2. EEG artifact removal using Blind Source Separation
    Severe contamination of EEG activity by eye movements, blinks, muscle, heart and line noise is a serious problem for EEG interpretation and analysis. Many methods have been proposed to remove eye movement and blink artifacts from EEG recordings:

  1. Simply rejecting contaminated EEG epochs results in a considerable loss of collected information.

  2. Often regression in the time or frequency domain is performed on simultaneous EEG and electrooculographic (EOG) recordings to derive parameters characterizing the appearance and spread of EOG artifacts in the EEG channels. However, EOG records also contain brain signals, so regressing out EOG activity inevitably involves subtracting a portion of the relevant EEG signal from each recording as well.

  3. Since many noise sources, include muscle noise, electrode noise and line noise, have no clear reference channels, regression methods cannot be used to removed them.

    We propose to apply ICA to multichannel EEG recordings and remove a wide variety of artifacts from EEG records by eliminating the contributions of artifactual sources onto the scalp sensors. Our results show that ICA can effectively detect, separate and remove activity in EEG records from a wide variety of artifactual sources, with results comparing favorably to those obtained using regression-based and Principal Component Analysis methods.

ICA Assumptions

ICA-based artifact correction can separate and remove a wide variety of artifacts from EEG data by linear decomposition. The ICA method is based on the assumptions that the time series recorded on the scalp:

  1. are spatially stable mixtures of the activities of temporally independent cerebral and artifactual sources, that

  2. the summation of potentials arising from different parts of the brain, scalp, and body is linear at the electrodes, and that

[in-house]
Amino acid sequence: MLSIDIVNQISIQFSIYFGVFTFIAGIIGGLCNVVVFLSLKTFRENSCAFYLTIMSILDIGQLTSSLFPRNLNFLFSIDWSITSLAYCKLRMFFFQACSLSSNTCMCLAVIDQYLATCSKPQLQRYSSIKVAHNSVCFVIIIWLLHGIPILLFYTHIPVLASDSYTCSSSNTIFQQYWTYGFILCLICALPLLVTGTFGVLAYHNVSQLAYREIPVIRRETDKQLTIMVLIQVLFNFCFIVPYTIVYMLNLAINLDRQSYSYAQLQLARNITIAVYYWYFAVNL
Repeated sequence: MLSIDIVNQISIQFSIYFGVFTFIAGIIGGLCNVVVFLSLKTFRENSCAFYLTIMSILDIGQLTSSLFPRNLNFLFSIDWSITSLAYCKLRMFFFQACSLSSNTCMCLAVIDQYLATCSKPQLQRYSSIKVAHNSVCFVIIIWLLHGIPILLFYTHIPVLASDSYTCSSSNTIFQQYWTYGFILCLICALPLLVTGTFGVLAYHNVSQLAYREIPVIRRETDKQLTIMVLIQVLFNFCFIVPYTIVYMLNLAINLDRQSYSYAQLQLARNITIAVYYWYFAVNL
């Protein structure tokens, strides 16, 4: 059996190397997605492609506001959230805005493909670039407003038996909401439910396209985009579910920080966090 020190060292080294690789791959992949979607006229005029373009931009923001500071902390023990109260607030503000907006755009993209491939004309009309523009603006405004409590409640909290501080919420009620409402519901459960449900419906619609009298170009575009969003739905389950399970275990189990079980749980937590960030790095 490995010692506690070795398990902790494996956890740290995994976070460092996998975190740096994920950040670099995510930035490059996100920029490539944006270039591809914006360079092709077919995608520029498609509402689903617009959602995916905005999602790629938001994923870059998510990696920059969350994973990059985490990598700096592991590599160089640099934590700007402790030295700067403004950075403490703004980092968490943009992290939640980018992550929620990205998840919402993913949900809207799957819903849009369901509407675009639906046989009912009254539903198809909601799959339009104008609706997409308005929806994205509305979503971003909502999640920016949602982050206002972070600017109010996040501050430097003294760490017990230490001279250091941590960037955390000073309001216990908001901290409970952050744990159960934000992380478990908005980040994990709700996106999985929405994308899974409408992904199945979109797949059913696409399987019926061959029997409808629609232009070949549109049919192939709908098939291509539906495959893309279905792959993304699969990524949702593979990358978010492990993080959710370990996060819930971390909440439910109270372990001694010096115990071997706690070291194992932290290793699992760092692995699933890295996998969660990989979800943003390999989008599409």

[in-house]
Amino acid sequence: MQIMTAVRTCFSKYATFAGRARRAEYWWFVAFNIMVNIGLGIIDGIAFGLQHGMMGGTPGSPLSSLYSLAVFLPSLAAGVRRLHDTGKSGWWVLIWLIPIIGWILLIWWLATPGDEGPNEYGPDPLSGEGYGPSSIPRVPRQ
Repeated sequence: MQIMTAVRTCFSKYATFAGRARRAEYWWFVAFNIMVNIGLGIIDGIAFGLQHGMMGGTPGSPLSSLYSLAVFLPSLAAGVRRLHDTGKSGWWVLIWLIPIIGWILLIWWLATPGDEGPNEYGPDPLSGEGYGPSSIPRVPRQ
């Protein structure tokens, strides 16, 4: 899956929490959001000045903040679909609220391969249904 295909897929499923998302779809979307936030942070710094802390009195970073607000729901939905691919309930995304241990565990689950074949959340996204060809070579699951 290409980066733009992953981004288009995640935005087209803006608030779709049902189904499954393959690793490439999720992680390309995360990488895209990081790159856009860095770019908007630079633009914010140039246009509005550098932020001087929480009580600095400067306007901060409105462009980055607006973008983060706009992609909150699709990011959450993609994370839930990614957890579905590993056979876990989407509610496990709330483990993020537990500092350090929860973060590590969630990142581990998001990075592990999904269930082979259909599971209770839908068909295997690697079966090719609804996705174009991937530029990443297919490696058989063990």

3. propagation delays from the sources to the electrodes are negligible.

Assumptions two and three above are quite reasonable for EEG (or MEG) data. Given enough input data, the first assumption is reasonable as well. The method uses spatial filters derived by the ICA algorithm, and does not require a reference channel for each artifact source. Once the independent time courses of different brain and artifact sources are extracted from the data, artifact-corrected EEG signals can be derived by eliminating the contributions of the artifactual sources.


The figure below presents a schematic illustration of the procedure (Click on figure to expand). In EEG analysis, the rows of the input matrix, X, are EEG signals recorded at different electrodes and the columns are measurements recorded at different time points (left). ICA finds an `unmixing' matrix, W, which decomposes or linearly unmixes the multi-channel scalp data into a sum of temporally independent and spatially fixed components. The rows of the output data matrix, U = WX, are time courses of activation of the ICA components. The columns of the inverse matrix, inv(W), give the relative projection strengths of the respective components at each of the scalp sensors (right). These scalp weights give the scalp topography of each component, and provide evidence for the components' physiological origins. For instance: